The strength and stability of simulated double layers at the ionosphere-auroral cavity boundary have been studied as a function of cold ionospheric electron temperature and density. The simulations are performed with an open boundary one-dimensional particle-in- cell (PIC) simulation and are initialized by imposing a density cavity within the simulation domain. The PIC simulation includes H{sup +} and O{sup +} ion beams, a hot H{sup +} background population, cold ionospheric electrons, and a hot electron population. It is shown that a double layer remains quasistable for a variety of initial conditions and plasma parameters. The average potential drop of the double layer is found to increase as the cold electron temperature decreases. However, in terms of cold electron density, the average potential drop of the double layer is found to increase up to some critical cold electron density and decreases above this value. Comparisons with FAST observations are made and agreement is found between simulation results and observations in the shape and width of the double layer. This study helps put a constraint on the plasma conditions in which a DL can be expected to form and remain quasistable.

  15. Health and environmental outcomes of traditional and modified practices for abatement of residential lead-based paint

    SciTech Connect (OSTI)

    Farfel, M.R.; Chisolm, J.J. Jr. )

    1990-10-01

    We evaluated traditional and modified practices for abating lead-based paint in homes of children with blood-lead concentrations (PbB) greater than 1.4 mumol/L (greater than 29 micrograms/dl). Traditional abatement resulted in acute increases in: (1) lead contaminated house dust (generally 3 to 6-fold over pre-abatement levels, but at abated sites typically 10 to 100-fold); and (2) the PbBs of nearly half of the occupant children. Modified practices represented modest short-term improvement compared to traditional practices but were also inadequate. By six months, it was clear that neither form of abatement resulted in long-term reductions of PbB or house dust lead levels, leaving children at continued risk of excessive exposure to lead and permanent adverse neurobehavioral effects. Windows were found to be high sources of lead contaminated house dust. Recommendations are made for improved abatement practices including more complete abatement of window units and more effective clean-up to remove lead-bearing dust. Thirteen million US children live in lead-painted dwellings. Research is needed to identify abatement strategies that will be practical and well suited to the current understanding of low-level lead toxicity.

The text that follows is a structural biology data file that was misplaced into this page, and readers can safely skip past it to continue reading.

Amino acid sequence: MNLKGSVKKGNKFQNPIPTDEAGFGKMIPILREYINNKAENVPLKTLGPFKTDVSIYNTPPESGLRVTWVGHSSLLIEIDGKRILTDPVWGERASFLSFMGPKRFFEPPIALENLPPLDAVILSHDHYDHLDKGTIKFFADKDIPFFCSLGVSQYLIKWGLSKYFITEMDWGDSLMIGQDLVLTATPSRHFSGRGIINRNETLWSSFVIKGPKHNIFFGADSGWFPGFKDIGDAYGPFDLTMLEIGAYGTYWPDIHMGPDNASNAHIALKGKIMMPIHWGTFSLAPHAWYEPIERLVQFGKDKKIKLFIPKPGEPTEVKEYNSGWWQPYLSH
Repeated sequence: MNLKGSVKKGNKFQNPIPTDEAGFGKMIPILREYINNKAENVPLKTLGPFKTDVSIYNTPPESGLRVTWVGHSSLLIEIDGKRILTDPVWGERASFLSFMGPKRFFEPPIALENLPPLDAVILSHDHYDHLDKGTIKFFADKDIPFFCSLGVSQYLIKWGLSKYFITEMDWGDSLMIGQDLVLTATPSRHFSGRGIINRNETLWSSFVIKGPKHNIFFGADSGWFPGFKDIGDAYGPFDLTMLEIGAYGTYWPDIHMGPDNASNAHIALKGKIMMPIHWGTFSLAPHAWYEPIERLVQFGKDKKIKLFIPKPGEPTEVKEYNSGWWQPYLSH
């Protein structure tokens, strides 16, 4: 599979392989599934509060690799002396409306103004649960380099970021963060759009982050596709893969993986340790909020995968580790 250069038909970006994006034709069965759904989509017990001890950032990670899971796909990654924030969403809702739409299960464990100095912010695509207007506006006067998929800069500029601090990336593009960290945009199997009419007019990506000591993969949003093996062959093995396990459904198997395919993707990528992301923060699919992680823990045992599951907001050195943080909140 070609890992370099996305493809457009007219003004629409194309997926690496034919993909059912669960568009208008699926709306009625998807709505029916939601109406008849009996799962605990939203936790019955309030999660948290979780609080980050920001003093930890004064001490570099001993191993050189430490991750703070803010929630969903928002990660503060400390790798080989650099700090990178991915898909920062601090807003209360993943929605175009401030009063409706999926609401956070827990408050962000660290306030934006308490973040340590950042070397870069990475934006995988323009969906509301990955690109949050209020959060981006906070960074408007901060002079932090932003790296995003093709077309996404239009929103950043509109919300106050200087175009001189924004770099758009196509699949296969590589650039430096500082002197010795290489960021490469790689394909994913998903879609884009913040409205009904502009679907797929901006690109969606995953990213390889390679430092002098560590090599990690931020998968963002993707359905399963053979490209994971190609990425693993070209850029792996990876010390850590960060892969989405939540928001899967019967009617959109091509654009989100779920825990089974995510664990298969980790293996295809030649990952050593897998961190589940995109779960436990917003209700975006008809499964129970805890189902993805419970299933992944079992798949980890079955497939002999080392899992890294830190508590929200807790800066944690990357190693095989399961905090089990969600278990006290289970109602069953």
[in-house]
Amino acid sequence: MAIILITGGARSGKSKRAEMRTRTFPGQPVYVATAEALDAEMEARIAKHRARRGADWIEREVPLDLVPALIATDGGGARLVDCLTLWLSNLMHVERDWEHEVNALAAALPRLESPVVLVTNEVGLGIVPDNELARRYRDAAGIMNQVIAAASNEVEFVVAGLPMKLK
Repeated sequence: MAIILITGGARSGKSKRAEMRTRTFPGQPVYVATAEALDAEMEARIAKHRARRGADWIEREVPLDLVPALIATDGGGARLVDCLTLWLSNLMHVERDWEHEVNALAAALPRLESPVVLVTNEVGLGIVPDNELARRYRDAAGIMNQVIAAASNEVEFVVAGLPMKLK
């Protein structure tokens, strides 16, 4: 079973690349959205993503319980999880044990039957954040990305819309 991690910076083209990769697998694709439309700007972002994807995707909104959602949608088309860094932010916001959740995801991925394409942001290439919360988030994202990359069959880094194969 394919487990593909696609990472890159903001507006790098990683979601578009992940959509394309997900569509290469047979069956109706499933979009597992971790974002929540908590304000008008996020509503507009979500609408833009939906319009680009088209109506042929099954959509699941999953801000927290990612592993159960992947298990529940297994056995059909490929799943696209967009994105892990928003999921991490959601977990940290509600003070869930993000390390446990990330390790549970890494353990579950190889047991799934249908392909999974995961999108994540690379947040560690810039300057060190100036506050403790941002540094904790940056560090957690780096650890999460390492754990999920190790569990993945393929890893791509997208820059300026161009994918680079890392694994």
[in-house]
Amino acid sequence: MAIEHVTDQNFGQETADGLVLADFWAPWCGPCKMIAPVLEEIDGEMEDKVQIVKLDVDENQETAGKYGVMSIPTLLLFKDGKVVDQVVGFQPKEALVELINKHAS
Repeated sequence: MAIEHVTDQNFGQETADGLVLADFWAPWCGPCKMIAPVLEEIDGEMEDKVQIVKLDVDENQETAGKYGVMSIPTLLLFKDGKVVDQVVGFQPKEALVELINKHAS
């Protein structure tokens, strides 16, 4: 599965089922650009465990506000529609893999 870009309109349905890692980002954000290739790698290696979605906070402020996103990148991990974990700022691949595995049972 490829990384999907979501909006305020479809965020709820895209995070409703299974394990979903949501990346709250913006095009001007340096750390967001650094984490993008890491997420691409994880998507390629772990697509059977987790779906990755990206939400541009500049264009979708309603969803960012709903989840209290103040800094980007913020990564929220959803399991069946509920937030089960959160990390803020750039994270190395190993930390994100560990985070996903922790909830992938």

16. STOCK: Structure mapper and online coarse-graining kit for molecular simulations

    DOE Public Access Gateway for Energy & Science Beta (PAGES Beta)

    Bevc, Staš; Junghans, Christoph; Praprotnik, Matej

    2015-03-15

    We present a web toolkit STructure mapper and Online Coarse-graining Kit for setting up coarse-grained molecular simulations. The kit consists of two tools: structure mapping and Boltzmann inversion tools. The aim of the first tool is to define a molecular mapping from high, e.g. all-atom, to low, i.e. coarse-grained, resolution. Using a graphical user interface it generates input files, which are compatible with standard coarse-graining packages, e.g. VOTCA and DL_CGMAP. Our second tool generates effective potentials for coarse-grained simulations preserving the structural properties, e.g. radial distribution functions, of the underlying higher resolution model. The required distribution functions can be providedmore » by any simulation package. Simulations are performed on a local machine and only the distributions are uploaded to the server. The applicability of the toolkit is validated by mapping atomistic pentane and polyalanine molecules to a coarse-grained representation. Effective potentials are derived for systems of TIP3P (transferable intermolecular potential 3 point) water molecules and salt solution. The presented coarse-graining web toolkit is available at http://stock.cmm.ki.si.« less

  17. Evidence for small-molecule-mediated loop stabilization in the structure of the isolated Pin1 WW domain

    SciTech Connect (OSTI)

    Mortenson, David E.; Kreitler, Dale F.; Yun, Hyun Gi; Gellman, Samuel H., E-mail: gellman@chem.wisc.edu; Forest, Katrina T., E-mail: gellman@chem.wisc.edu [University of Wisconsin-Madison, Madison, WI 53706 (United States)

    2013-12-01